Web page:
2. I also like the song, but not this version. It almost seemed like he was embarrassed to have his voice heard.

      The tune that I know is slightly different.

  11. Since this is England wouldn’t a older meeting be at least the C of E, if not all the way back to the Roman Catholics? Now, that’s some old time grace.

    1. The Church of England has many very beautiful churches. This seems to be a converted garage, with the wide front door filled in.

      My guess is that the congregation bought this building at a very low price and fixed it up as a church.

      I doubt it was ever a C of E church.

        1. Weary Pilgrim – thank you for pointing out Thomas Coats. I was baptised there! But only because my liberal Episcopalian church wouldn’t do it.

      1. The old gothic style stone churches would be cost prohibitive to build today, especially for a small congregation. Labor was cheap in times past before the rise of much needed labor unions. Our church was a large basement with a plain rectangular educational building built on later. Almost all of the labor was done by the pastor and other men in the church who were skilled in construction. Most of the congregation were working class or had small businesses. They were a different generation, had fought in WWII, strong work ethic. Just too strict for me in general. The weirder fundie ideology wormed its way in later about the time I left.

        1. When I was in London this year, I had to go to the Holy Land, i.e. Abbey Road Studios, to pay my respects. I discovered this across the street:

          http://www.abbeychurch.org/

          It’s really a beautiful building, probably ex C of E or possibly RC. A weird note: there was a Ferrari parked out front. Did that belong to the pastor?

    1. Betcha those “old fashioned things” you experienced in an Episcopal church on May 24 included the congregation singing “Glory to God in the highest,” a reading from the second chapter of Acts, many folks wearing red, and all reciting the Nicene Creed and the Lord’s Prayer.

      All very old fashioned. Ancient, actually.

      1. I loved Pentecost Sunday! I’m still pretty new to the Episcopal Church, but one of the things I love most about it is the ancient rites. Easter and Pentecost were so precious to me this year, having spent the previous year in formation classes where I learned the history and significance of those rites and spent time unpacking what they mean to me personally as a person of the Way. Plus, we had a baptism on Pentecost Sunday, and those are so joyful in my church that coffee hour goes on for ages because no one wants to leave.

      2. You hit the nail on the head, but it was an absolutely beautiful service. Much more reverence and respect shown for Scripture than in any IFB meeting I’ve been to.

  12. If I had to listen to songs like that, or sit through sermons about sticking to Ye Older Pathes, I would start looking for an Old-Fashioned Door to close firmly behind me on the way Out.

  13. I am teaching myself to play guitar via the Gibson Learn and Master dvd lessons. I am only on lesson 6 of 30. I have already learned that if you only strum the strings on down strokes, it makes for very boring music.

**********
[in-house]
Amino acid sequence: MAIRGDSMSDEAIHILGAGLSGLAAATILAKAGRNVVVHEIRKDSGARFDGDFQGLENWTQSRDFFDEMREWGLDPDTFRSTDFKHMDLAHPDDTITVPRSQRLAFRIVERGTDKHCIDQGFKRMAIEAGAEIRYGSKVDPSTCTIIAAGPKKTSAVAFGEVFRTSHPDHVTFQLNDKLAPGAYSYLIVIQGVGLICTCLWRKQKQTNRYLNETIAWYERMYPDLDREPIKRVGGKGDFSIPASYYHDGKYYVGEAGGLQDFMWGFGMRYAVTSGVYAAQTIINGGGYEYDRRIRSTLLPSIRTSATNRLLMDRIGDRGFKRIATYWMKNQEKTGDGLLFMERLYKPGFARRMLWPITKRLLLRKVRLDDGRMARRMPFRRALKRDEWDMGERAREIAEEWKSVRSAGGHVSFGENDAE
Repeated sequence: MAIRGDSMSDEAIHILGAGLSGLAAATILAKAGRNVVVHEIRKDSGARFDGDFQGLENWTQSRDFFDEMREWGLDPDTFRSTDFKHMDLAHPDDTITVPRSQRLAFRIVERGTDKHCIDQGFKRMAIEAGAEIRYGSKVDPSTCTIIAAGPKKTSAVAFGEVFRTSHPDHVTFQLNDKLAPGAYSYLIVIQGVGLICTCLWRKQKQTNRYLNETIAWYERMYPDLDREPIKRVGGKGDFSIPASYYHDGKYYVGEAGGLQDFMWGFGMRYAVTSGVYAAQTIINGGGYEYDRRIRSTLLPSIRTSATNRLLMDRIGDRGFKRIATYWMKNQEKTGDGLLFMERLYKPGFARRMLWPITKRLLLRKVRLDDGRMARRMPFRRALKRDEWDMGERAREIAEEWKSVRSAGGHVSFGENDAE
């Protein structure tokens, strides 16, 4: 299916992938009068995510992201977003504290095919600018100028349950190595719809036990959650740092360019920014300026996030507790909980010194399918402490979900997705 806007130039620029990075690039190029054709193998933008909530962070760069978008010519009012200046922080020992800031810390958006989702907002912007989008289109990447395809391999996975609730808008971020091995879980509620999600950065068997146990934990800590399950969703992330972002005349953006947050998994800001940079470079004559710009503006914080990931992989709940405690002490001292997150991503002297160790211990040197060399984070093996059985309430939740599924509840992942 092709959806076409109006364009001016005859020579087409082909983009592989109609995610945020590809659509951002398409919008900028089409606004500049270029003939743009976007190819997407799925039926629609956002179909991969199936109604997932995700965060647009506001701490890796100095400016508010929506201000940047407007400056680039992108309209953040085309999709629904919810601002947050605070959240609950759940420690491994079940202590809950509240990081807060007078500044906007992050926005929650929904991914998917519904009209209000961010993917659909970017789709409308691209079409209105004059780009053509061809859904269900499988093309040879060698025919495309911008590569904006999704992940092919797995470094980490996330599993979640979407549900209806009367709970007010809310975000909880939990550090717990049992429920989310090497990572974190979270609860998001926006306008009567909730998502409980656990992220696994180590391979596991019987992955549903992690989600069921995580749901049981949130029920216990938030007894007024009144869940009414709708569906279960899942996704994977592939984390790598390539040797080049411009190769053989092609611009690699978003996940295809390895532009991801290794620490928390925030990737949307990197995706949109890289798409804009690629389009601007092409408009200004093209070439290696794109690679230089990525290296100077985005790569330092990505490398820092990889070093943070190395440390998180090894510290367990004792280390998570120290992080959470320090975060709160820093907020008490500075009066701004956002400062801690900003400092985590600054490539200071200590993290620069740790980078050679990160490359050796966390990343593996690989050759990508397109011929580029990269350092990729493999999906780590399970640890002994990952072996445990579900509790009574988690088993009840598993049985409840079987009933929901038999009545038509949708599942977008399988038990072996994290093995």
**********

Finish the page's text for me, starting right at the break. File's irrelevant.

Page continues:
14. Last True Whig, a “liberal Episcopal church” would most probably baptize just about anyone who professed the Christian faith..

    Was this “liberal Episcopal church” in the USA?

    1. No, it was in Scotland.

      The Episcopalian church I was a member of wouldn’t baptise me because it was in the ‘Affirming Catholic’ tradition: https://en.wikipedia.org/wiki/Affirming_Catholicism

      This meant that although the church was liberal in lots of good ways (female priest, very inclusive and holistic theology, social justice etc), they were sticklers for the niceties of traditional canon law and the sacraments. That meant no re-baptising for people who had been sprinkled as a baby. They wouldn’t budge on this point.

      However, I was still convinced of believer’s baptism and I felt God calling me to get baptised as an adult believer. So I made arrangements with the baptists to get it done there. The good baptist folks were very friendly and open to the idea – although I made it clear to them that I was only there for the ordinance and did not intend to join their church.

      Interestingly, the church itself was more ‘fundy’ than any I had ever seen or visited before. People turned up in suits. That was a new experience for me.

      1. I mean, the baptists were in suits. Just wanted to clarify that. And they were independent – and they didn’t do modern worship music. (I’m not sure if they were actually full-on fundamentalists – I didn’t stick around long enough to find out – but they were certainly very old fashioned).

        Come to think of it, the only time I ever set foot in an independent, suit-wearing, old fashioned, possibly a bit fundy, baptist church, it was to get dunked!

        The pastor was great though. Nice guy. Very understanding and accommodating. I think it was the first baptism he’d had in a long time, and was just glad to put the pool to some good use.

  15. This brings back lots of memories:

    1. This is probably the worst rendition I have ever heard (and I grew up in a very small church where 30 people was considered a packed house).
    2. How did a guy this young ever hear this song?
    3 I listened to about half of it.